Genetic causes of schizophrenia Being genetically related to someone with schizophrenia can significantly increase a person’s chances of developing it. Family and twin studies have looked at concordance rates.
TWIN RESEARCH Concordance rates are the chances that someone will develop a disorder if they related to someone who has it.
TWIN RESEARCH For example Gottesman (1991) reviewed about 40 studies and found that with identical (MZ) twins there was a 48% chance of both being schizophrenic. With non-identical (DZ) twins there was a 17% chance of developing schizophrenia.
Evidence for... Shields (1962) found that MZ twins who were raised in different in families still showed around a 50% concordance rate for the development of schizophrenia.
Evidence for... Adoption studies have found that when children are adopted because one or both of their biological parents has schizophrenia, the chance of them developing it is still the same. This suggests that genetics are more significant than the environment.
Evidence against.... No study has found 100% concordance rate, so schizophrenia cannot just be caused by genes. Shared environment may be cause higher concordance rates in family studies because children imitate ‘schizophrenic’ behaviours from relatives.
Evidence against.... This means other factors need to be considered e.g. biochemical or psychological factors.
The genetic causes of schizophrenia Genes-attempts to identify specific genes responsible for this illness have not been successful. Claims were made about genetic markers on chromosomes 5 & 22 but these have been retracted.
The genetic causes of schizophrenia Schizophrenia has a tendency to run in families. A child of a schizophrenic mother has a 6% chance of developing schizophrenia, compared to a 1% chance if unrelated. How can we investigate genetics?
Family studies: Children with two schizophrenic biological parents are 46% more likely to develop the disorder. These studies do not rule out environmental learning though.
The Copenhagen high risk study (Kety et al, 1962) The Copenhagen high risk study (Kety et al, 1962) identified 207 children whose mothers had schizophrenia (high risk) along with 104 children with healthy mothers (low risk). They were aged between 10 and 18 years at the start of the study and were matched on age, gender, parent socio-economic status and urban/rural residence.
The genetic causes of schizophrenia A follow up of these children was conducted in 1974 and 1989, and the results were published in 1993 by Parnas et al. These results strongly suggested a genetic link, as schizophrenia was diagnosed in 16.2% of the ‘high-risk’ group, and only 1.9% of the ‘low-risk’ group. Schizotypal personality disorder was diagnosed in 18.8 % of the ‘high-risk’ group, and in 5% of the ‘low-risk’ group.
What does this research tell us about schizophrenia?
Cross-cultural research - Twin studies: ...studies from many countries have produced different estimates. (narrow/broad) but Gottesman (1991) suggests that monozygotic (identical twins) who have the same genes have slightly higher concordance rates (48%) for schizophrenia than dizygotic (non-identical) twins (17%) Concordance rates refer to whether both twins develop this disorder. However identical twins also share the same environment.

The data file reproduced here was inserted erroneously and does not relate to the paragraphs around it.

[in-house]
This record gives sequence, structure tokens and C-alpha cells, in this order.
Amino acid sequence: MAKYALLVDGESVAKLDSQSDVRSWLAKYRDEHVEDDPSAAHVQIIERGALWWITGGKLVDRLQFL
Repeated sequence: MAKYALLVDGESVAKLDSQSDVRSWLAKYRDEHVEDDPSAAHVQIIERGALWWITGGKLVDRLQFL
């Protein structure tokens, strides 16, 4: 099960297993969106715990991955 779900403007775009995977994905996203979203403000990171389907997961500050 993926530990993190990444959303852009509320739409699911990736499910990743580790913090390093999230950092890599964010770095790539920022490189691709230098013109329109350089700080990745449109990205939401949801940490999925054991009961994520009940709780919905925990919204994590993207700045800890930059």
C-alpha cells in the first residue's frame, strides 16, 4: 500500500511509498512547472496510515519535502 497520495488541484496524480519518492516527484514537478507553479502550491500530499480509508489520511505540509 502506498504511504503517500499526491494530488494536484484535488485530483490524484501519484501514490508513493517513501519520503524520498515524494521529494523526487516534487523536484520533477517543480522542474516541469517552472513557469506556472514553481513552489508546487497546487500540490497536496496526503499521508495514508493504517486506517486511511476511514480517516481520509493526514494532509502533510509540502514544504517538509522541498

The genetic causes of schizophrenia Gottesman and Shields (1972) investigated 45,000 individuals treated at a London hospital and identified 57 sets of twins who agreed to take part in the study. They identified a 42% concordance rate for MZ twins and only 9% for DZ twins.
What does this tell us about schizophrenia? Klaning et al (1996) cite that it may be due to twins' greater exposure to perinatal complications that they develop later disorders.
Adoption studies... where the adopted subjects environment are matched, the rates of schizophrenia are higher for adoptive children with schizophrenic biological parents compared to adoptive children with non- schizophrenic parents (Kety et al1975) ideally identical twins with schizophrenia raised in different adoptive environments would be the best evidence for genetic causes but obviously these cases are extremely rare.
The genetic causes of schizophrenia Tienari (1991) examined the rate of schizophrenia in Finnish people who had been adopted and whose biological mothers were schizophrenic. As predicted a biological mother with schizophrenia increased the rate of schizophrenic in the adoptees, even if they were adopted by non-schizophrenic families.
Tienari (1991) continued But the schizophrenic genetics revealed itself only if the adopted family was psychologically disturbed in some way. So, vulnerable individual could be protected from schizophrenia if their family of rearing were healthy.
Family studies continued: Heston (1966) compared 47 children of schizophrenic mothers adopted before the age of one month, with 47 children raised in the home of their biological and non-schizophrenic mothers.
Family studies continued: Heston found that many of the children with schizophrenic mothers developed schizophrenia, whereas none of the children from non- schizophrenic mothers developed schizophrenia. This is the same as in the normal population.
Evaluation It seems that heritability is an important component to any medical condition such as CHD, hypertension or diabetes (Lilienfeld 1995). The precise mode of inheritance remains controversial.
Evaluation continued The most popular view is the multifactorial (polygenic) model: a number of genes are involved that determine a predisposition which requires environmental factors such as stress to trigger the symptoms. According to Claridge and Davis (2003), the contribution of genetic influences is one of the few certainties about schizophrenia